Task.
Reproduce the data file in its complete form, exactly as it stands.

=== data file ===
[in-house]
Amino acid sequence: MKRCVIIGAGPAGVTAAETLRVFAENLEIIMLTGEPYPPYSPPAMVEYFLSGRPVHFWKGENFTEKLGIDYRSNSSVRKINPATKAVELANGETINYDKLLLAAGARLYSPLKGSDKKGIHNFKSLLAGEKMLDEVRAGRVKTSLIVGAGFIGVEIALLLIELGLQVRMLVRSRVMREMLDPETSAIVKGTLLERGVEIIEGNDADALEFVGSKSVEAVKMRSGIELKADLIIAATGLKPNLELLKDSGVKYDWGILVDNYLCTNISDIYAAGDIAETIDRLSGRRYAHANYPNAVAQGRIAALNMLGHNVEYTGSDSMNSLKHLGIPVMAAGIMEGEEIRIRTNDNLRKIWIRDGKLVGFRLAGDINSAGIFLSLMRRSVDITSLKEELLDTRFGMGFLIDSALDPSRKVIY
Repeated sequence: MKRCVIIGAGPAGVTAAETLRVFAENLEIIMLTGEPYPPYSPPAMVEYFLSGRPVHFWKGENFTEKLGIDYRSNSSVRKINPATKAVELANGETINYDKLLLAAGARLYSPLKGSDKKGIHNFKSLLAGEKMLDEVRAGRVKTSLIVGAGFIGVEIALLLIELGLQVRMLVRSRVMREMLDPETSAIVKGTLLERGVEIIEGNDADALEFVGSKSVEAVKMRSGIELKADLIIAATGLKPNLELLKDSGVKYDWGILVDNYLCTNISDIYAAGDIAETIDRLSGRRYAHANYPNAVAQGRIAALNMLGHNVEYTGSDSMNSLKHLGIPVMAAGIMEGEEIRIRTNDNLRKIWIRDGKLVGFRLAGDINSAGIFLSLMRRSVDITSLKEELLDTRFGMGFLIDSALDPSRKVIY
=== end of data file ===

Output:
[in-house]
Amino acid sequence: MKRCVIIGAGPAGVTAAETLRVFAENLEIIMLTGEPYPPYSPPAMVEYFLSGRPVHFWKGENFTEKLGIDYRSNSSVRKINPATKAVELANGETINYDKLLLAAGARLYSPLKGSDKKGIHNFKSLLAGEKMLDEVRAGRVKTSLIVGAGFIGVEIALLLIELGLQVRMLVRSRVMREMLDPETSAIVKGTLLERGVEIIEGNDADALEFVGSKSVEAVKMRSGIELKADLIIAATGLKPNLELLKDSGVKYDWGILVDNYLCTNISDIYAAGDIAETIDRLSGRRYAHANYPNAVAQGRIAALNMLGHNVEYTGSDSMNSLKHLGIPVMAAGIMEGEEIRIRTNDNLRKIWIRDGKLVGFRLAGDINSAGIFLSLMRRSVDITSLKEELLDTRFGMGFLIDSALDPSRKVIY
Repeated sequence: MKRCVIIGAGPAGVTAAETLRVFAENLEIIMLTGEPYPPYSPPAMVEYFLSGRPVHFWKGENFTEKLGIDYRSNSSVRKINPATKAVELANGETINYDKLLLAAGARLYSPLKGSDKKGIHNFKSLLAGEKMLDEVRAGRVKTSLIVGAGFIGVEIALLLIELGLQVRMLVRSRVMREMLDPETSAIVKGTLLERGVEIIEGNDADALEFVGSKSVEAVKMRSGIELKADLIIAATGLKPNLELLKDSGVKYDWGILVDNYLCTNISDIYAAGDIAETIDRLSGRRYAHANYPNAVAQGRIAALNMLGHNVEYTGSDSMNSLKHLGIPVMAAGIMEGEEIRIRTNDNLRKIWIRDGKLVGFRLAGDINSAGIFLSLMRRSVDITSLKEELLDTRFGMGFLIDSALDPSRKVIY